That’s one reason why Aaron Augenblick and his Brooklyn-based animation studio (they’ve worked on Superjail!, Wonder Showzen) have decided that it’s time for fans of adult cartoons to take matters into their own hands. “I just don’t understand why when you go see an animated feature, it’s gonna be a princess movie about toys,” he said. “Because I don’t relate to that. That has nothing to do with my life.” Hear, hear.
Augenblick Studios, an indie animation and production company that’s been operating in Dumbo for the better part of the last two decades, has beat back against the unrelenting tide of precious animation features by putting out successful, hilarious grown-up, TV-based cartoons for years. They’re the same people behind the animations in Superjail!– which documents in hallucinatory detail the twisted unravellings inside a maximum security prison of a distant, dystopian future– and the concocters of that special blend of absurdist humor, kids’ show parody, and self-aware stoner-ific toilet LOLs found in Wonder Showzen.
“All my biggest influences are either classic cartoons– like Betty Boop, Popeye, Bugs Bunny, and Daffy Duck– or underground comics by Robert Crumb, Kaz, and Daniel Clowes. To me, that combination of animation and underground comics is what we do best,” explained Aaron, the studio’s founder and namesake. “But the dream was always to make an R-rated, animated feature film.”
For the last three years, Aaron and his team of animators have been hard at work on The Adventures of Drunky, which follows, well, Drunky– a down-on-his-luck guy with a permanent five-o’-clock shadow, shit-eating grin, and glazed-over eyes– on his quest to shake off a pretty bad hand he’s been dealt from forces above and below. “He’s the classic barfly hobo drunk and he has the worst luck in the world,” Aaron explained. “God and the Devil have a disagreement over the nature of man and they make a bet.” What hangs in the balance between this epic battle of even epic-er egos, which are proudly flaunted by a boastful and flowy-maned God (Jeffrey Tambor of Arrested Development) and leather-clad handsome Devil (Steve Coogan), is nothing short of “the fate of the universe.”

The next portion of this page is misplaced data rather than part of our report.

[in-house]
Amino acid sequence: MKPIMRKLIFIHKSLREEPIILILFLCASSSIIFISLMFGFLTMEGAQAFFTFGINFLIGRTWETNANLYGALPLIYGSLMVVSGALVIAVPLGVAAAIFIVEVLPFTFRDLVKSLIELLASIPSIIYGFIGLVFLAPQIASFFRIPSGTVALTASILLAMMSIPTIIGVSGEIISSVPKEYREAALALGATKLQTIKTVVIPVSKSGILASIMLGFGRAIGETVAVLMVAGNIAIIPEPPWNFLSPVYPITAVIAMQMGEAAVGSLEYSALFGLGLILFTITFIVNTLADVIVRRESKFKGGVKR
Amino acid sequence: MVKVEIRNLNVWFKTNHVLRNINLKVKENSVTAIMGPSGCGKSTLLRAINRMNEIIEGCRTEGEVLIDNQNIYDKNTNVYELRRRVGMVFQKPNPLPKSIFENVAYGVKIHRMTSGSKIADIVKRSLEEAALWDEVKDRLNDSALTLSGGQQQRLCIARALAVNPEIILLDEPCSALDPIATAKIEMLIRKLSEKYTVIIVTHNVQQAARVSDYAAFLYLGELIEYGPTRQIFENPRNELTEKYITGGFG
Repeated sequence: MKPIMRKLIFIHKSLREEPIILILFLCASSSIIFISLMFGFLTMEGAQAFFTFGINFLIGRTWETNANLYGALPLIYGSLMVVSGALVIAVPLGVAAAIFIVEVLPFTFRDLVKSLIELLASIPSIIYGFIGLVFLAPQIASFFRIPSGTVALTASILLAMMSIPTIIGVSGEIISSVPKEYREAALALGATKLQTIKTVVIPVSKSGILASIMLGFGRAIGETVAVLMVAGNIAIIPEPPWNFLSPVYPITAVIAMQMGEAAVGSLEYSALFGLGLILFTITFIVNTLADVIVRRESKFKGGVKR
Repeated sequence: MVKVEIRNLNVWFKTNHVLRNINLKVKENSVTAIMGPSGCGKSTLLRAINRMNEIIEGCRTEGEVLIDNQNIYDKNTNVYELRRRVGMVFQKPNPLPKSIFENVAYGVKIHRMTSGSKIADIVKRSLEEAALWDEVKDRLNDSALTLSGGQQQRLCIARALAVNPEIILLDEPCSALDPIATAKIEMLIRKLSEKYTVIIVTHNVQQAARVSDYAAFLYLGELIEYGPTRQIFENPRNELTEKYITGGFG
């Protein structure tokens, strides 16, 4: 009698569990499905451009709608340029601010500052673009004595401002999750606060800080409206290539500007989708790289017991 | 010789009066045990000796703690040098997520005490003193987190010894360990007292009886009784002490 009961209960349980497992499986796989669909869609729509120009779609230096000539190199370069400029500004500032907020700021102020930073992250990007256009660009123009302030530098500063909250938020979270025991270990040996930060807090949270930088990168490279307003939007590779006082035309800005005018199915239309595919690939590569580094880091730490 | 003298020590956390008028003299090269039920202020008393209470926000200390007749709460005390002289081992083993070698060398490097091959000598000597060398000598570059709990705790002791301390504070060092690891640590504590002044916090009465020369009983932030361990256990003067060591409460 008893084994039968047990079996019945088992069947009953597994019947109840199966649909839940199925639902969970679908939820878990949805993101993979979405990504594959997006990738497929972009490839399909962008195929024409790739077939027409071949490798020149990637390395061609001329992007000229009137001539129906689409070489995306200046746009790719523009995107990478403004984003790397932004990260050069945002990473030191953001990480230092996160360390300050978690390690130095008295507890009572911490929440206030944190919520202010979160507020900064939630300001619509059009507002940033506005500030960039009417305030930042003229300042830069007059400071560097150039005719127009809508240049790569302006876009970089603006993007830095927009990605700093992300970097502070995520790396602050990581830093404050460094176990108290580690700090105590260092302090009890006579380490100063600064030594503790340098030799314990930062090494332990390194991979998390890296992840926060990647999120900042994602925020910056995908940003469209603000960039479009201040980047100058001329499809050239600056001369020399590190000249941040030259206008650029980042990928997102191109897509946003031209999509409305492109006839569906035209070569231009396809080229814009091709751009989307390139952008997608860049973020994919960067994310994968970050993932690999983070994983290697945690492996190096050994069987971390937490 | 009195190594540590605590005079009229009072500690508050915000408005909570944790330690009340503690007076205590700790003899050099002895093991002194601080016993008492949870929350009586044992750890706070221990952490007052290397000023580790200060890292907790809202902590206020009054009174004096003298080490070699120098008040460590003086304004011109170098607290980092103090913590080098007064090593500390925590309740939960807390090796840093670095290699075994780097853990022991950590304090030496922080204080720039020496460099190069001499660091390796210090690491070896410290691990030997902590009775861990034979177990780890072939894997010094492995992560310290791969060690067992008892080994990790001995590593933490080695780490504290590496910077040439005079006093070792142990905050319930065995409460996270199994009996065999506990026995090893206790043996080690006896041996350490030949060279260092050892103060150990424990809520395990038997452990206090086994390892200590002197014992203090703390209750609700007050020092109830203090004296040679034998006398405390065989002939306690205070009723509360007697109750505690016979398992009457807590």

Obviously, Drunky draws on the Book of Job, which could easily be the most hilarious sub-plot of the Old Testament (and if we’re talking the whole dang Bible, it’s perhaps only second to Revelations– a personal fav of horror fans and sci-fi freaks everywhere). “I’ll be honest, I’m not religious at all– if there was any church I ever went to, it was Saturday morning cartoons,” Aaron laughed. But he admitted that the Old Testament is an “unbelievable book, probably the greatest book of all time,” and that Job always fascinated him. “The sheer lunacy of God and the devil having a disagreement and getting into a bet and doing something as cruel as destroying someone’s life just to prove a point says something about the nature of the universe to me.”
“Job” may be old as hell, and in some ways beaten to death, but if you peel back the outer layers of some of the greatest slapstick comedies of our time, what you’ll find beneath is a cowering, boil-covered sack of skin and bones surrounded by ash and stinking of that sulfuric smell of suffering (something between urine, bile, and dog sweat)– aka, Job. The awareness of inescapable doom, painful awkwardness, and sense of physical suffering that go hand-in-hand with the story of Job are the same things that inspire us to cringe when Liz Lemon attempts to be sexy, Gob Bluth totally fails as a magician, and Chris Farley does literally anything, ever.
But the inherent humor of Job goes beyond a simple sadistic enjoyment in watching other people squirm or screw up– it’s important to recognize the humanity at the very core of these situations. “Every person has a moment where you feel like the planets have aligned just to screw up your day,” Aaron agreed.